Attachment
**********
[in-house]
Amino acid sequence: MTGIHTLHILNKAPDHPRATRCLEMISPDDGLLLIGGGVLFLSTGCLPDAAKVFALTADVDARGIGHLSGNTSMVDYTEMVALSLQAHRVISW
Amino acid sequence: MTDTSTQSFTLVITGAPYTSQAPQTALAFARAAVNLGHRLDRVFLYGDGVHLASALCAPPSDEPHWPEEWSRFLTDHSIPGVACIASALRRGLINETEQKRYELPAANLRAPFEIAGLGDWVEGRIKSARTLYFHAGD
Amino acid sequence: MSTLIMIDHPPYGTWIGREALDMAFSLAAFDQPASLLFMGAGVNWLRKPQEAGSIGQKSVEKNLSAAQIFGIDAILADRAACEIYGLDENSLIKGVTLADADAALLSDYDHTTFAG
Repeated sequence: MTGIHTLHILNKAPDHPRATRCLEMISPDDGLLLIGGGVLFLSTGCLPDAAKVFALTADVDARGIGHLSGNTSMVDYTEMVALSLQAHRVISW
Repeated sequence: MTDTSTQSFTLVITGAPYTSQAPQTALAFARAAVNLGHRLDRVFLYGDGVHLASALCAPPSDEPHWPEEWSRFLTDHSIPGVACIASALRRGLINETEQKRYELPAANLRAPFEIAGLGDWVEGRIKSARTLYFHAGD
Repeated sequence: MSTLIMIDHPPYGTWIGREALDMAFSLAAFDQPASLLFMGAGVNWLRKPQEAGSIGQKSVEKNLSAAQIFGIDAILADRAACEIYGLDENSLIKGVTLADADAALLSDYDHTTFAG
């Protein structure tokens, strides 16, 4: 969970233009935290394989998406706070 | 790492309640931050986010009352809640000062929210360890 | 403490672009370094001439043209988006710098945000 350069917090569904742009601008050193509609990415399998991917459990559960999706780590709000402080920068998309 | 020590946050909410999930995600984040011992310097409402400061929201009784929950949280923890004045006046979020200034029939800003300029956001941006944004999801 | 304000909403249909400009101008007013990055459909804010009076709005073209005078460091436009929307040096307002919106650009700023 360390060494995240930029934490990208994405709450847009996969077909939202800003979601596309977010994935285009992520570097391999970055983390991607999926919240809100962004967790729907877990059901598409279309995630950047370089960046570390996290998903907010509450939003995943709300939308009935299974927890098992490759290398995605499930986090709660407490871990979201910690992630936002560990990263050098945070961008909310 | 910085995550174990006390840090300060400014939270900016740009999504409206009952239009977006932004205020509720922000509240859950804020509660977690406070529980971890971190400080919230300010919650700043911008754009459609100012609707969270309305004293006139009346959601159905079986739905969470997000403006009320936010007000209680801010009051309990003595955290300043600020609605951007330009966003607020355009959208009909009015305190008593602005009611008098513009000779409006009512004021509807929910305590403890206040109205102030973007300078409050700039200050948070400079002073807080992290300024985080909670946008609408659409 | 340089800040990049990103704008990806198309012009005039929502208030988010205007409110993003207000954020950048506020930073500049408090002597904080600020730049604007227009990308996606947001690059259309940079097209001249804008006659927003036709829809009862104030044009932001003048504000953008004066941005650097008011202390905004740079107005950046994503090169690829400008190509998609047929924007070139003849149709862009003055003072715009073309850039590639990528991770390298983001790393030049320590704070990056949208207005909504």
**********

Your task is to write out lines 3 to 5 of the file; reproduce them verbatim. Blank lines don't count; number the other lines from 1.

Amino acid sequence: MTDTSTQSFTLVITGAPYTSQAPQTALAFARAAVNLGHRLDRVFLYGDGVHLASALCAPPSDEPHWPEEWSRFLTDHSIPGVACIASALRRGLINETEQKRYELPAANLRAPFEIAGLGDWVEGRIKSARTLYFHAGD
Amino acid sequence: MSTLIMIDHPPYGTWIGREALDMAFSLAAFDQPASLLFMGAGVNWLRKPQEAGSIGQKSVEKNLSAAQIFGIDAILADRAACEIYGLDENSLIKGVTLADADAALLSDYDHTTFAG
Repeated sequence: MTGIHTLHILNKAPDHPRATRCLEMISPDDGLLLIGGGVLFLSTGCLPDAAKVFALTADVDARGIGHLSGNTSMVDYTEMVALSLQAHRVISW